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Seismic structure and activity of the north-central Lesser Antilles subduction zone from an integrated approach: similarities with the Tohoku forearc

AuthorsLaigle, M.; Hirn, A.; Sapin, M.; Bécel, Anne CSIC ORCID; Charvis, P.; Flueh, E.; Diaz, J. CSIC ORCID ; Lebrun, J. F.; Gesret, A.; Raffaele, R.; Galvé, A.; Evain, M.; Ruiz Fernández, Mario CSIC ORCID ; Kopp, Heidrun; Bayrakci, G.; Weinzierl, W.; Hello, Y.; Lépine, Jean-Claude; Viodé, J.P.; Sachpazi, M.; Gallart Muset, Josep CSIC ORCID; Kissling, E.; Nicolich, R.
Issue Date3-Dec-2012
PublisherAmerican Geophysical Union
Citation2012 Fall Meeting, AGU, San Francisco, California, 3-7 December (2012)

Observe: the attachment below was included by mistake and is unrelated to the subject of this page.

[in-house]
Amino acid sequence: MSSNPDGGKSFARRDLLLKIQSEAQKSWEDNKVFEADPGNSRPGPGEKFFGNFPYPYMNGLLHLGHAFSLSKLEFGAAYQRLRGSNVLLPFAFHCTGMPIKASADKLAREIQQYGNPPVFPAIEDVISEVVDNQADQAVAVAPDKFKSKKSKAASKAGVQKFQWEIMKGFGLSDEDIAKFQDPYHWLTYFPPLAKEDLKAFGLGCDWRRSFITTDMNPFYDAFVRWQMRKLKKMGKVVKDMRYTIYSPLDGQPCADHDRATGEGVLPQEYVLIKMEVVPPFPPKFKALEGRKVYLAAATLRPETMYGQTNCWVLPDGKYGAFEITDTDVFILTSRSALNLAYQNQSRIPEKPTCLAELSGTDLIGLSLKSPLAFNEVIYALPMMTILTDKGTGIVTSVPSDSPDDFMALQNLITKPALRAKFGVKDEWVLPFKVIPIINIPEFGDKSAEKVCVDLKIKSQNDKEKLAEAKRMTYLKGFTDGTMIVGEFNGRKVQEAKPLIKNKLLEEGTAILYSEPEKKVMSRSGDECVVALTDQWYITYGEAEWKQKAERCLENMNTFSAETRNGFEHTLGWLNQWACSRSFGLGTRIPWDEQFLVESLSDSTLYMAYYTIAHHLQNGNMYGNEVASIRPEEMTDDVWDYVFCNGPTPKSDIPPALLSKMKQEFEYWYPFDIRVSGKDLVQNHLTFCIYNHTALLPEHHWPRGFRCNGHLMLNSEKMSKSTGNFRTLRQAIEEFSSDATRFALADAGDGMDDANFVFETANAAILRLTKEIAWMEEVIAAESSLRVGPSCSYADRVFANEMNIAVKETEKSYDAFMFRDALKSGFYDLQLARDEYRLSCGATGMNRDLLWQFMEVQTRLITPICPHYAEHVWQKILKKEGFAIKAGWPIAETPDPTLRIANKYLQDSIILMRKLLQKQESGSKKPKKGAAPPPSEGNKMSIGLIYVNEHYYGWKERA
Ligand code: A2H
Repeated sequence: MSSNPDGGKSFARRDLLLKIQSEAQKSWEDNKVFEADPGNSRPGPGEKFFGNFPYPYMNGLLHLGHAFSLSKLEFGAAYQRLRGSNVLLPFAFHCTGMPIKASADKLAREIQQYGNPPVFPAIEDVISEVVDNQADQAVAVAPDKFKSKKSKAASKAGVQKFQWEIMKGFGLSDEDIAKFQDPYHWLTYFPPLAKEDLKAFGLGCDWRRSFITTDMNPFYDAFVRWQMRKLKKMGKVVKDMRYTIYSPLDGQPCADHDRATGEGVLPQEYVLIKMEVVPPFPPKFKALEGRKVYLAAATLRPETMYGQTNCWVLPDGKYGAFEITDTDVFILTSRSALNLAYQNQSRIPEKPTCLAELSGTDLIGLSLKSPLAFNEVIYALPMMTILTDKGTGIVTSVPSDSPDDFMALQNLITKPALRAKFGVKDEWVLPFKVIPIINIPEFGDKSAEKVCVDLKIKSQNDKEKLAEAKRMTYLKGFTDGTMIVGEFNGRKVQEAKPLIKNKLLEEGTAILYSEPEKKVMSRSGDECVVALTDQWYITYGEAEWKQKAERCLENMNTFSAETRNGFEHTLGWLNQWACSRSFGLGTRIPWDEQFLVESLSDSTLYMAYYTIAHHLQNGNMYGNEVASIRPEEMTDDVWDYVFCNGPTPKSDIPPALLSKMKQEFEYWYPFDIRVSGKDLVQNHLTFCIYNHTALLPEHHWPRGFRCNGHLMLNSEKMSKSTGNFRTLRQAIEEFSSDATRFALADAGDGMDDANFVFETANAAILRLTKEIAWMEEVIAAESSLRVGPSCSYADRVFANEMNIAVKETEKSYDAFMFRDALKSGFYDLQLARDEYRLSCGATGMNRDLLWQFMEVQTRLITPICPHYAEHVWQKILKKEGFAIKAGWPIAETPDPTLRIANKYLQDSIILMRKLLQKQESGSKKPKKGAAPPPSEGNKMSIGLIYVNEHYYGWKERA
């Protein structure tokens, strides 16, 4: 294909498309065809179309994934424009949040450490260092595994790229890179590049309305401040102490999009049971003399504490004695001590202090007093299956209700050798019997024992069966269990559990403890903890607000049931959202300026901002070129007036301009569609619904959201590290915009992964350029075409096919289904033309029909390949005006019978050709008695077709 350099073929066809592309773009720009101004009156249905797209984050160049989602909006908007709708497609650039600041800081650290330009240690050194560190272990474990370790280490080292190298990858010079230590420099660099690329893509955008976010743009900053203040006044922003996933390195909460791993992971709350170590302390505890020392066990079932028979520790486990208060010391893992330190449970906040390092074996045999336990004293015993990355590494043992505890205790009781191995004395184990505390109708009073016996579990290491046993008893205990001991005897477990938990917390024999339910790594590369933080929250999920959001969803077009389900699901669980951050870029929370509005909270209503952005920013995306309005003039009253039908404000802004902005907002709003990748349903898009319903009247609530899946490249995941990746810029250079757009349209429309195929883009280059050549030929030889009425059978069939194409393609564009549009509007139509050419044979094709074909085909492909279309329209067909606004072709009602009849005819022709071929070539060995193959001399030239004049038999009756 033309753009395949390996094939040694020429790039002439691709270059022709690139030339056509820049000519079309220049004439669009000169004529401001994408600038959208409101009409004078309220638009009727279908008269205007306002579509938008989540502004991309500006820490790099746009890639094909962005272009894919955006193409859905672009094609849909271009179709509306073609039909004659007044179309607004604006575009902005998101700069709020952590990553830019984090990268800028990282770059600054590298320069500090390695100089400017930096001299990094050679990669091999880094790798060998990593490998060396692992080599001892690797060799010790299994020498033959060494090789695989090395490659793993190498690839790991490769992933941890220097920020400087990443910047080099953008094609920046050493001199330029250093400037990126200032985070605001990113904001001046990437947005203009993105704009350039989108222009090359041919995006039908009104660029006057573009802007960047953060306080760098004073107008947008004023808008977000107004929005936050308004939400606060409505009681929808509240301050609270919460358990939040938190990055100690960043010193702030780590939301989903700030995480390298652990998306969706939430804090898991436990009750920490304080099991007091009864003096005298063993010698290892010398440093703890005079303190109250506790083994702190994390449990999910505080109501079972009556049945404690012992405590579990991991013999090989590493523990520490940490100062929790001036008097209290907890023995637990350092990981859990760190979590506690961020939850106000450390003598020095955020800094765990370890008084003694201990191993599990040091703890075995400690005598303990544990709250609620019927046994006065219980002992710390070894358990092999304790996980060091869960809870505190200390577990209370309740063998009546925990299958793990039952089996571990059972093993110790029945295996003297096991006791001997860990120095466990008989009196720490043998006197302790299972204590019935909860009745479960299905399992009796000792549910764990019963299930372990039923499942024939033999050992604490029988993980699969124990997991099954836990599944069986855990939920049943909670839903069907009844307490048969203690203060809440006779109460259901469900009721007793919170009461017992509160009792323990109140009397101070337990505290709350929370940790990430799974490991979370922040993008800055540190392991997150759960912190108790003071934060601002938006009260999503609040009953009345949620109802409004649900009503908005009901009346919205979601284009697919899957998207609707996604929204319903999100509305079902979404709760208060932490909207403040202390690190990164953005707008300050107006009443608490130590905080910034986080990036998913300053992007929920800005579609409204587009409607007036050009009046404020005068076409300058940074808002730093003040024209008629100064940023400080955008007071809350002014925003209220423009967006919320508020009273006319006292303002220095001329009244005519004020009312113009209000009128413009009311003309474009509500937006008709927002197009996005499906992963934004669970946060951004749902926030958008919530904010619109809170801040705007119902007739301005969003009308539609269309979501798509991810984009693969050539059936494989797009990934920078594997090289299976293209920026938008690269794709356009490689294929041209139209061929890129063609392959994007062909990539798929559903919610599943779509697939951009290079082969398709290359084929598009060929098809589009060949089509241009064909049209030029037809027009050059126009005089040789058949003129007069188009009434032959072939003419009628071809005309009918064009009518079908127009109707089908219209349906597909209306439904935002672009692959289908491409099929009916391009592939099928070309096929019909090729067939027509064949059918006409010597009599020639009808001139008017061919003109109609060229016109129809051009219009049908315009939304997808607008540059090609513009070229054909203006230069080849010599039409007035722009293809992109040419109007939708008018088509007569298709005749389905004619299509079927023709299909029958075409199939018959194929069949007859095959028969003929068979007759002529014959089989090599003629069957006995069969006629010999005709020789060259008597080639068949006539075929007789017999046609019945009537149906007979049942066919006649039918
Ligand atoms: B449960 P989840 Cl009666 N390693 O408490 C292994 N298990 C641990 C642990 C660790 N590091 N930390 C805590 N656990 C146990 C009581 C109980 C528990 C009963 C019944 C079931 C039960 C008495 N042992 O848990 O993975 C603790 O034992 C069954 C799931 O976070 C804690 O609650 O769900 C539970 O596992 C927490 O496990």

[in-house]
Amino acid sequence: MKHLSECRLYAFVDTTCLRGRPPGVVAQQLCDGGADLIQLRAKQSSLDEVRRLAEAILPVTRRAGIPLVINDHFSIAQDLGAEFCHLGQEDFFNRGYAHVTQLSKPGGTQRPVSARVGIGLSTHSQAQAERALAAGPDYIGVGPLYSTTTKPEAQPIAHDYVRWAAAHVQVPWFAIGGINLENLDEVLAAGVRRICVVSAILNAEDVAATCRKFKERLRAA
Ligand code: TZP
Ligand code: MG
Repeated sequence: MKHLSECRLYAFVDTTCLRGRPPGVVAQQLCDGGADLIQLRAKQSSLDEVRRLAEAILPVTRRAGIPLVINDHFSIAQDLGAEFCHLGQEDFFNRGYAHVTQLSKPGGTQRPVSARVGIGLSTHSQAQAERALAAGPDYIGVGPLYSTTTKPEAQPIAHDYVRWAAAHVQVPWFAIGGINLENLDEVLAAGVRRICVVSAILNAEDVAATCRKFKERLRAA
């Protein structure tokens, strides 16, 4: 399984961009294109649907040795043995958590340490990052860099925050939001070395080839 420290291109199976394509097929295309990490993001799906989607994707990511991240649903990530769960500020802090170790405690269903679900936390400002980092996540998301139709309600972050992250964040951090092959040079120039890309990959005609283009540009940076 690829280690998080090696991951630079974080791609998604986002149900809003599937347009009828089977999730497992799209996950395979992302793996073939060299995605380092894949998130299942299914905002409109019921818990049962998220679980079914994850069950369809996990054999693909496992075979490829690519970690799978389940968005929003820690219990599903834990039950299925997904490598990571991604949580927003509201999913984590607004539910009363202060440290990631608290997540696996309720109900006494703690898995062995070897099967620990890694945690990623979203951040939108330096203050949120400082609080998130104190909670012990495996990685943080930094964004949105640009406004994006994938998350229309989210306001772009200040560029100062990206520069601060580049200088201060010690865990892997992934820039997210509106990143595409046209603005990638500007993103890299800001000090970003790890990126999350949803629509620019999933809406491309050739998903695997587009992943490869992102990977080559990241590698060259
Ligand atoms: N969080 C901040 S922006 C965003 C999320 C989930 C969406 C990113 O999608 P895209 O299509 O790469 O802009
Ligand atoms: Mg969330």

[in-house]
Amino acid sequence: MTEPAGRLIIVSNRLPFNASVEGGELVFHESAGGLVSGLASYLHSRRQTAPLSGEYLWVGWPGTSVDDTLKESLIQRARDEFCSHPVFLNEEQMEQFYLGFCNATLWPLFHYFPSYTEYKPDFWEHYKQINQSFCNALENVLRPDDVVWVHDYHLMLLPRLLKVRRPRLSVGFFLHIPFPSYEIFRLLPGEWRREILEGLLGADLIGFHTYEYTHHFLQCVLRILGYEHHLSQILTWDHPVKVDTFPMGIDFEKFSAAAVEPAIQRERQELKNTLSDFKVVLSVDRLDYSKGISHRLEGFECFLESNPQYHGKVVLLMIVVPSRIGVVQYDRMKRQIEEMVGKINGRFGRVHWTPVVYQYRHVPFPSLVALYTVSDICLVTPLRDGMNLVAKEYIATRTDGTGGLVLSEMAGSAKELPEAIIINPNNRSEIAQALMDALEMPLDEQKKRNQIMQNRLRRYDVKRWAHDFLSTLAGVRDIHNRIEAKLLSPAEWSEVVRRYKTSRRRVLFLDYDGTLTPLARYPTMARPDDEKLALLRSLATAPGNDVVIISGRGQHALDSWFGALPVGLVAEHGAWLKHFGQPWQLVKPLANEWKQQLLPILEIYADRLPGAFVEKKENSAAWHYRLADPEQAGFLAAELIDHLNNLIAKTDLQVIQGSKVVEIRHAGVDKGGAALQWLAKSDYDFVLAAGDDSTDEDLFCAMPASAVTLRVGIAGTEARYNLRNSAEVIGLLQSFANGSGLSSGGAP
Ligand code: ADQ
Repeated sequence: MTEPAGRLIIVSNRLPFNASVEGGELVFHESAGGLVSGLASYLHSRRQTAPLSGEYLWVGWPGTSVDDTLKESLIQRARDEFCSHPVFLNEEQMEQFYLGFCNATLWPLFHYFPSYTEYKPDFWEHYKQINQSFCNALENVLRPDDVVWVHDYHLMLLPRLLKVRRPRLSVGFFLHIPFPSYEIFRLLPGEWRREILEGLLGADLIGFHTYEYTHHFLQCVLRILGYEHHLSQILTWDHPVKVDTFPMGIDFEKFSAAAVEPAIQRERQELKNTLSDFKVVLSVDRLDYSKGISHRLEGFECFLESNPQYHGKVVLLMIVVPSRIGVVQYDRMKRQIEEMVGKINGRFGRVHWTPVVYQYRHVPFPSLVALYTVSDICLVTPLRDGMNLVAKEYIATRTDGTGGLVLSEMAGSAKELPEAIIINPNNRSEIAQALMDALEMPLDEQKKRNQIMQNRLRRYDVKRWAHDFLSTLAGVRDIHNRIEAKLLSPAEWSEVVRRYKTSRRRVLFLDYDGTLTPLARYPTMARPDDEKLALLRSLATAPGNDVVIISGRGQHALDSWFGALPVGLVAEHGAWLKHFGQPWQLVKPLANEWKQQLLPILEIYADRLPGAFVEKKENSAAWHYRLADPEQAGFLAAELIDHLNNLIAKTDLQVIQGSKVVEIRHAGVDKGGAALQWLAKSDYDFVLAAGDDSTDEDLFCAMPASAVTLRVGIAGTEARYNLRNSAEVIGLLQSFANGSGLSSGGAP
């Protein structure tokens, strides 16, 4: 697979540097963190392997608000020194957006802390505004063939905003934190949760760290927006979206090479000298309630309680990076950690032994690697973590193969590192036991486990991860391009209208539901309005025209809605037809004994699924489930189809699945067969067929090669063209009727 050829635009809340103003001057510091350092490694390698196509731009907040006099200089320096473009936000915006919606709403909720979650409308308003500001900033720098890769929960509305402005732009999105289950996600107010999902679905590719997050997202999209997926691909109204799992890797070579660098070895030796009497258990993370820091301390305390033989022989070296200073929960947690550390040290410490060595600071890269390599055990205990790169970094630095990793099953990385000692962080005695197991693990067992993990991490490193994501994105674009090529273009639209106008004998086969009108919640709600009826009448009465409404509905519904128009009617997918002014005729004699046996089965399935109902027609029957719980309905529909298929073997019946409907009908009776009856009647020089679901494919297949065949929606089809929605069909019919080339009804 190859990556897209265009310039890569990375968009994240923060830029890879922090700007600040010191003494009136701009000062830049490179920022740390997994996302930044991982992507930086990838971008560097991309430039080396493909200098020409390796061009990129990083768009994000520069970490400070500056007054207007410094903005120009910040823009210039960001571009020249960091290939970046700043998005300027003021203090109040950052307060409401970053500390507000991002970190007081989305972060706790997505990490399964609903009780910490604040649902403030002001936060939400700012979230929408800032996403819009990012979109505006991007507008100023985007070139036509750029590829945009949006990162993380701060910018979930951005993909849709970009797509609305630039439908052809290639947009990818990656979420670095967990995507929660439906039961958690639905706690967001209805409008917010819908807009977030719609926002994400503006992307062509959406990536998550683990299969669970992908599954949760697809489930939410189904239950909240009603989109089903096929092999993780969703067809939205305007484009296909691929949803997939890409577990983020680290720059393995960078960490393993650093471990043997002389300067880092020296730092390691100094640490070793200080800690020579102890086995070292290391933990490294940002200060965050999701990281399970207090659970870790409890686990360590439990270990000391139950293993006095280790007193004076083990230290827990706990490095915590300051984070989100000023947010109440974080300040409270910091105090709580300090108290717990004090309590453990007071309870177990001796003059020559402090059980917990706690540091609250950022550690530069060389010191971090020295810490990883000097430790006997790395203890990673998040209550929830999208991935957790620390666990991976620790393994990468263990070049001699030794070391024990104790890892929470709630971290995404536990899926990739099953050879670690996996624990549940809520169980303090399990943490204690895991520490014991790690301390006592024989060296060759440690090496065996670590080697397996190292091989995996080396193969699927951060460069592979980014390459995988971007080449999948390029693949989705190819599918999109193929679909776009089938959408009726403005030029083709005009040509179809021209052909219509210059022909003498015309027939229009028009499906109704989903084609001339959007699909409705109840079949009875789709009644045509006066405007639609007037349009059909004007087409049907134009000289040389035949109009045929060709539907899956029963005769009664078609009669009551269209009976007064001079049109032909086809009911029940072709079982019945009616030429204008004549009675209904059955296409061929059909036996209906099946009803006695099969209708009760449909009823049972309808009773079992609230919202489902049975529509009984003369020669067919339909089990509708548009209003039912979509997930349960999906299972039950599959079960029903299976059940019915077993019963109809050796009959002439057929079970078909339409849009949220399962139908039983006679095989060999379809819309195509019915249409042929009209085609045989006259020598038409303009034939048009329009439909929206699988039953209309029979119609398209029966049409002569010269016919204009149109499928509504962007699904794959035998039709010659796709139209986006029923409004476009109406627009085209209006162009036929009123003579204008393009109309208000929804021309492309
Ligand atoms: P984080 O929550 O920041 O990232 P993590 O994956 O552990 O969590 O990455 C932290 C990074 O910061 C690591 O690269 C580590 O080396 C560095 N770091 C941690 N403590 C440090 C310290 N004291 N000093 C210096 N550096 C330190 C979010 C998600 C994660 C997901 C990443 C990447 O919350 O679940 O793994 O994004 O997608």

AbstractThe 300 km long north-central segment of the Lesser Antilles subduction zone, including Martinique and Guadeloupe islands has been the target of a specific approach to the seismic structure and activity by a cluster of active and passive offshore-onshore seismic experiments coordinated within the ¿Thales was right¿ proposal to the European Union action (Laigle et al., Tectonophys., in rev.) The top of the subducting plate can be followed under the wide accretionary wedge by a dense grid of dip- and strike-lines of multichannel reflection seismics. This reveals the hidden updip limit of the contact of the upper plate crustal backstop thrust onto the slab. Two OBS refraction seismic profiles constrained a 26 km large crustal thickness from the volcanic arc throughout the forearc domain (Kopp et al., EPSL, 2011). These new observations imply a three times larger width of the potential interplate seismogenic zone under the marine domain of the Caribbean plate with respect to a regular intra-oceanic subduction zone, in the common assumption that the upper plate Moho contact on the slab is a proxy of its downdip limit. Towards larger depth under the mantle corner, the top of the slab imaged from the conversions of teleseismic body-waves and the locations of earthquakes from the dense temporary array of 80 OBS and land seismometers appears with kinks which increase the dip from 10-20° under the forearc domain, to 60° on the segment from 70 km depth down to under the volcanic arc. There, at 140 km depth just north of Martinique the 2007 M 7.4 earthquake, largest for half a century, was accompanied by an increased seismic activity over the whole depth range, which provides a new focused image thanks to the OBS and land deployments. A double-planed dipping slab seismicity is thus now resolved, as originally discovered in Tohoku ( NE Japan) and since in some other subduction zones. Other types of seismic activity uniquely observed in Tohoku, are resolved now here, such as ¿supraslab¿ earthquakes with normal-faulting focal mechanisms reliably located in the mantle corner and ¿deep flat-thrust¿ earthquakes at 45 km depth on the interplate fault under the Caribbean plate forearc mantle. None such types of seismicity should occur under the paradigm of a regular peridotitic mantle of the upper plate which is serpentinized by the fluids provided from the dehydrating slab beneath, and which is commonly considered as limiting the downward extent of the interplate seismic coupling. If the upper plate here comprised lithospheric segments related to the earlier formation of the Caribbean oceanic plateau by the material advection from a mantle plume, it could then be underlain by a correspondingly modified, heterogeneous mantle, which may impose regions of stick-slip behaviour on the interplate under the mantle corner among stable-gliding areas. The Tohoku 2011 M9 earthquake was unexpected not only in its slip reaching to the trench, but also in its slip reaching far under the mantle corner against the serpentinization decoupling paradigm, and its structural setting may be revisited for resolving corresponding structural heterogeneity
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